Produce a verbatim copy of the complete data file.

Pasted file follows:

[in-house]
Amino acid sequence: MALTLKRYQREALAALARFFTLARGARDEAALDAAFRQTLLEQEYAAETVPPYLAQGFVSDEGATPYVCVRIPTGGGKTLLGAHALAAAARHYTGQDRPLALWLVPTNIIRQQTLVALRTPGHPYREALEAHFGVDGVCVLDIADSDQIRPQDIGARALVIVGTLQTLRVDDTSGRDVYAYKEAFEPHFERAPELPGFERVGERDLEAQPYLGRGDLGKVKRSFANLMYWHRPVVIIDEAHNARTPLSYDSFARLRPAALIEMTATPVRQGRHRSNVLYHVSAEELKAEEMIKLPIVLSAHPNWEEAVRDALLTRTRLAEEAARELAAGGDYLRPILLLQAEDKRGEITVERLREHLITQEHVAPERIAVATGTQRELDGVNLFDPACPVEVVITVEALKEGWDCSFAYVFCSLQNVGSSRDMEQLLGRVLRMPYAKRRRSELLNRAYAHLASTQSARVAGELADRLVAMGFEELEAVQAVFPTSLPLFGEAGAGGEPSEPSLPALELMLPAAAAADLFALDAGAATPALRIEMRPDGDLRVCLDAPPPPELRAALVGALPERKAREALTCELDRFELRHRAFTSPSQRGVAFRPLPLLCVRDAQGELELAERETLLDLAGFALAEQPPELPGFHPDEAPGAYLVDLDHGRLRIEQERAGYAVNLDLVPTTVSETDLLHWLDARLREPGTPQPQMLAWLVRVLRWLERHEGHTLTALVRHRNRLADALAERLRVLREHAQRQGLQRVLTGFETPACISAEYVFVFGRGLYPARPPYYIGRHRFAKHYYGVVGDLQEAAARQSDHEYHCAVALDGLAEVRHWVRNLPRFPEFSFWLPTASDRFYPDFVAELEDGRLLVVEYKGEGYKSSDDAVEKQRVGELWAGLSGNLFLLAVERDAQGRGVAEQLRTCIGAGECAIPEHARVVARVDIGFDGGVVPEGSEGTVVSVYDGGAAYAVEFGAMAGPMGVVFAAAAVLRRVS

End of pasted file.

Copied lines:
[in-house]
Amino acid sequence: MALTLKRYQREALAALARFFTLARGARDEAALDAAFRQTLLEQEYAAETVPPYLAQGFVSDEGATPYVCVRIPTGGGKTLLGAHALAAAARHYTGQDRPLALWLVPTNIIRQQTLVALRTPGHPYREALEAHFGVDGVCVLDIADSDQIRPQDIGARALVIVGTLQTLRVDDTSGRDVYAYKEAFEPHFERAPELPGFERVGERDLEAQPYLGRGDLGKVKRSFANLMYWHRPVVIIDEAHNARTPLSYDSFARLRPAALIEMTATPVRQGRHRSNVLYHVSAEELKAEEMIKLPIVLSAHPNWEEAVRDALLTRTRLAEEAARELAAGGDYLRPILLLQAEDKRGEITVERLREHLITQEHVAPERIAVATGTQRELDGVNLFDPACPVEVVITVEALKEGWDCSFAYVFCSLQNVGSSRDMEQLLGRVLRMPYAKRRRSELLNRAYAHLASTQSARVAGELADRLVAMGFEELEAVQAVFPTSLPLFGEAGAGGEPSEPSLPALELMLPAAAAADLFALDAGAATPALRIEMRPDGDLRVCLDAPPPPELRAALVGALPERKAREALTCELDRFELRHRAFTSPSQRGVAFRPLPLLCVRDAQGELELAERETLLDLAGFALAEQPPELPGFHPDEAPGAYLVDLDHGRLRIEQERAGYAVNLDLVPTTVSETDLLHWLDARLREPGTPQPQMLAWLVRVLRWLERHEGHTLTALVRHRNRLADALAERLRVLREHAQRQGLQRVLTGFETPACISAEYVFVFGRGLYPARPPYYIGRHRFAKHYYGVVGDLQEAAARQSDHEYHCAVALDGLAEVRHWVRNLPRFPEFSFWLPTASDRFYPDFVAELEDGRLLVVEYKGEGYKSSDDAVEKQRVGELWAGLSGNLFLLAVERDAQGRGVAEQLRTCIGAGECAIPEHARVVARVDIGFDGGVVPEGSEGTVVSVYDGGAAYAVEFGAMAGPMGVVFAAAAVLRRVS